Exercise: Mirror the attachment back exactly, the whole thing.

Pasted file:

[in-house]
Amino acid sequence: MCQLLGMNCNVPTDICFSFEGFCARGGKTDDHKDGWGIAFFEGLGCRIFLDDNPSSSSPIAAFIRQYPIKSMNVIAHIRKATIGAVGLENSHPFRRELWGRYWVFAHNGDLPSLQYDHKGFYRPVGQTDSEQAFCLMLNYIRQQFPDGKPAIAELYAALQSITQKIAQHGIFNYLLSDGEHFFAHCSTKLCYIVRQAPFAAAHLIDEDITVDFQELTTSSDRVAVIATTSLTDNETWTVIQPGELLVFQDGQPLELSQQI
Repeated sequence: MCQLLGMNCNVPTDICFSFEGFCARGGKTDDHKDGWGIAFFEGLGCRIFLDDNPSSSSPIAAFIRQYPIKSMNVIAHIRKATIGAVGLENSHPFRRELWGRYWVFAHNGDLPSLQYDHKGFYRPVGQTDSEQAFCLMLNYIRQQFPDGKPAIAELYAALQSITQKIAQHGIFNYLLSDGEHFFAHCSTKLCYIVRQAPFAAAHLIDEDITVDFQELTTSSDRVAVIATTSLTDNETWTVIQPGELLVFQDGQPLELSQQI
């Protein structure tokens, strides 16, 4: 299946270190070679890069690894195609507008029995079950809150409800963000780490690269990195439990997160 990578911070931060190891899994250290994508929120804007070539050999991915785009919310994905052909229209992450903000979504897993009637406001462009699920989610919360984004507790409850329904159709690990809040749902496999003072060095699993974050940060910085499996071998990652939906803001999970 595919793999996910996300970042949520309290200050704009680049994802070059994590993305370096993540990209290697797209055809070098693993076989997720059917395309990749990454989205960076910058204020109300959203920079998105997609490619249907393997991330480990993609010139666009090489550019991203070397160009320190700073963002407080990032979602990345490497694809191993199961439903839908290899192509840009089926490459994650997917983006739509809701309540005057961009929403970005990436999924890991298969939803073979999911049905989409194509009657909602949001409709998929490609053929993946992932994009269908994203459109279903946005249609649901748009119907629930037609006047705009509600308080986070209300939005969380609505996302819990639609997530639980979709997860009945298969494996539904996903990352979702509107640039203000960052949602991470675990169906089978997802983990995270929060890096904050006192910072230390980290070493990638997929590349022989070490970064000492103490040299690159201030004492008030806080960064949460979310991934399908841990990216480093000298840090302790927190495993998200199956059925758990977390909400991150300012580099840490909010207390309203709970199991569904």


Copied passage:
[in-house]
Amino acid sequence: MCQLLGMNCNVPTDICFSFEGFCARGGKTDDHKDGWGIAFFEGLGCRIFLDDNPSSSSPIAAFIRQYPIKSMNVIAHIRKATIGAVGLENSHPFRRELWGRYWVFAHNGDLPSLQYDHKGFYRPVGQTDSEQAFCLMLNYIRQQFPDGKPAIAELYAALQSITQKIAQHGIFNYLLSDGEHFFAHCSTKLCYIVRQAPFAAAHLIDEDITVDFQELTTSSDRVAVIATTSLTDNETWTVIQPGELLVFQDGQPLELSQQI
Repeated sequence: MCQLLGMNCNVPTDICFSFEGFCARGGKTDDHKDGWGIAFFEGLGCRIFLDDNPSSSSPIAAFIRQYPIKSMNVIAHIRKATIGAVGLENSHPFRRELWGRYWVFAHNGDLPSLQYDHKGFYRPVGQTDSEQAFCLMLNYIRQQFPDGKPAIAELYAALQSITQKIAQHGIFNYLLSDGEHFFAHCSTKLCYIVRQAPFAAAHLIDEDITVDFQELTTSSDRVAVIATTSLTDNETWTVIQPGELLVFQDGQPLELSQQI
């Protein structure tokens, strides 16, 4: 299946270190070679890069690894195609507008029995079950809150409800963000780490690269990195439990997160 990578911070931060190891899994250290994508929120804007070539050999991915785009919310994905052909229209992450903000979504897993009637406001462009699920989610919360984004507790409850329904159709690990809040749902496999003072060095699993974050940060910085499996071998990652939906803001999970 595919793999996910996300970042949520309290200050704009680049994802070059994590993305370096993540990209290697797209055809070098693993076989997720059917395309990749990454989205960076910058204020109300959203920079998105997609490619249907393997991330480990993609010139666009090489550019991203070397160009320190700073963002407080990032979602990345490497694809191993199961439903839908290899192509840009089926490459994650997917983006739509809701309540005057961009929403970005990436999924890991298969939803073979999911049905989409194509009657909602949001409709998929490609053929993946992932994009269908994203459109279903946005249609649901748009119907629930037609006047705009509600308080986070209300939005969380609505996302819990639609997530639980979709997860009945298969494996539904996903990352979702509107640039203000960052949602991470675990169906089978997802983990995270929060890096904050006192910072230390980290070493990638997929590349022989070490970064000492103490040299690159201030004492008030806080960064949460979310991934399908841990990216480093000298840090302790927190495993998200199956059925758990977390909400991150300012580099840490909010207390309203709970199991569904």